02 Jan 2015

Johann’s Unexpected Gifts

ONCE upon a time, in a village across the sea, there lived a boy called Johann. He ran through the back alleys with several other urchins, stirring up trouble like dust. When there was enough food for his mother to make dinner, Johann would invariably arrive at that meal with dirt wiped across his face and holes ripped in his threadbare trousers. Very rarely was he in school, because he often got into fights with

Johanna Byrkett 0
19 Dec 2014

If God Is with Us, Why Are We Lonely?

“Our two little granddaughters have a sense of community which many adults have lost; people have developed less a sense of community than a loneliness which they attempt to assuage by being with other people constantly, and on a superficial level only…The loneliness, the namelessness of cocktail-party relationships surround us. We meet, but even when we kiss we do not touch. We avoid the responsibility of community.”1       —Madeleine L’Engle   There is

Johanna Byrkett 0
24 Nov 2014

Lecrae’s Theology of Quality

Few know of my historical fascination and obsession with Christian hip hop. During my high school years, I was hooked by the confidence that comes with cadence, the quality beats that accompanied the poetry, and the opportunity to be incorporated into a community that grounds itself in the gospel. Much of this music, primarily under the label of “Reach Records,”1 contains solid rhymes such as these: Since my conception I’ve been riddled with deception Televised

George Aldhizer 2
21 Nov 2014

Childlike Wonder

Chill air makes me pull my covers closer just as my alarm buzzes. I roll over, swat my phone, and snuggle back under the blankets. Then I slit open one eye to see what the morning has brought. Suddenly I am all awake: the sky is grey, but the evergreens are shadowy jade, frosted with feather-flakes of snow. Snow! It is early this year, and cold, and…delightful. I can hear sleigh bells in my dreams,

Johanna Byrkett 2
07 Nov 2014

Wild November Choir

Silent morning—a fog like the ghost Of autumn trees and brush and leaves Rises up to the skies, a wavering host Of spirits climbing to clouds, their winter post.   Farmers are nearly done gathering sheaves And stalks stand like sentinels—grave stones— Encumbered by rooks whose coarse song weaves Harvest into winter, as Earth her life heaves   Into barns and bins. She creaks and groans From the heavy toil of summer, spent, To lie

Johanna Byrkett 0
06 Nov 2014

Bitterly

You have a best friend. He is amazing and you’ve been with him for years. You are completely convinced that he’s the guy you’ve been waiting for all your life and now he’s asking you to get swords. “We have two,” you say, a bit doubtfully. “That’s enough,” your friend replies, and you remember the time he turned two fish into a feast for five thousand. Ah, well, it’s clear what he has planned, and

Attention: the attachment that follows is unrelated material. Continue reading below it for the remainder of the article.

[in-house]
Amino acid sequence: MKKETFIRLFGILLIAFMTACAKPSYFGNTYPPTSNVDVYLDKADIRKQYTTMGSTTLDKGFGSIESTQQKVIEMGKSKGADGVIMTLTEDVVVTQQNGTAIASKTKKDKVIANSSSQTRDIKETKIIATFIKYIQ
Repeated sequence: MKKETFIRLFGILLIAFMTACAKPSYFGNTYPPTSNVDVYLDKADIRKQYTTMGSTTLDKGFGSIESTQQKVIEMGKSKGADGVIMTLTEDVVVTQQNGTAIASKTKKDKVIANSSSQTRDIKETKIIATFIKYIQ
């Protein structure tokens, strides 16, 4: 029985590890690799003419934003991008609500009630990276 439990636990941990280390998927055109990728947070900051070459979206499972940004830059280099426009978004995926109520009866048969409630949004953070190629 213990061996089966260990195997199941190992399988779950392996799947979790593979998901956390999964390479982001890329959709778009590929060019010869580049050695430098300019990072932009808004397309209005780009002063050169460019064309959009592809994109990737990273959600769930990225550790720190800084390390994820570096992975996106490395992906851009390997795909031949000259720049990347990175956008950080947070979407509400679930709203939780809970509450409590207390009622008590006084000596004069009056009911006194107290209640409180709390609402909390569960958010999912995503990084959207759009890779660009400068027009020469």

Pepper Darlington 1
Dante
20 Oct 2014

Dante: Poet or Mystic?

In my previous article I discussed medieval mysticism and some of the many factors surrounding its rise, including an increased literacy among lay people and the booming presence of vernacular languages in literature. When considering late medieval literacy and the rise of vernacular literature, the beloved poet Dante Alighieri is one of the most renowned and remarkable examples. His Divina Commedia journeys through hell (Inferno), purgatory (Purgatorio), and heaven (Paradiso). Dante is known now as

Laura Norris 1
04 Sep 2014

Why So Teary, O Logie?

Robert Isaac Logie was born during the late half of the twentieth century in the Midwestern United States. His friends called him Logie. When he was seven, the Sunday School teacher from his parents’ church taught him about the Genesis account of creation. That day, his class learned about the snake, the apple, and the fall. Logie thought God seemed a little too upset about the whole apple ordeal. I mean, he could remember plenty

Micah Carlson 2
25 Aug 2014

My Spiritual Guide, Tolkien

I was a fan of Lord of the Rings and the Hobbit years before I discovered the beautiful example of faith in the life and writings of J.R.R. Tolkien. I first read the Lord of the Rings as a middle schooler and frequently watched Peter Jackson’s screen interpretations, but I did not learn about Tolkien’s Catholic faith, his Eucharistic devotion, and the Christian truth driving the myth of his sub-creation of Middle Earth until my

Laura Norris 1
15 Jul 2014

Blood Worship

In the beginning there was light, and this light became life for mankind.   From divine nostrils to feldspar veins was life breathed, and in the blood contained.   In the blood.   A body mystically woven from magic and mud exploded into action: pumping, cycling, consuming. Communing with an entire garden of food, air, and fluid. Taking into itself by some parasitic act of sorcery the entire physical universe and rewriting it as flesh.

Micah Carlson 6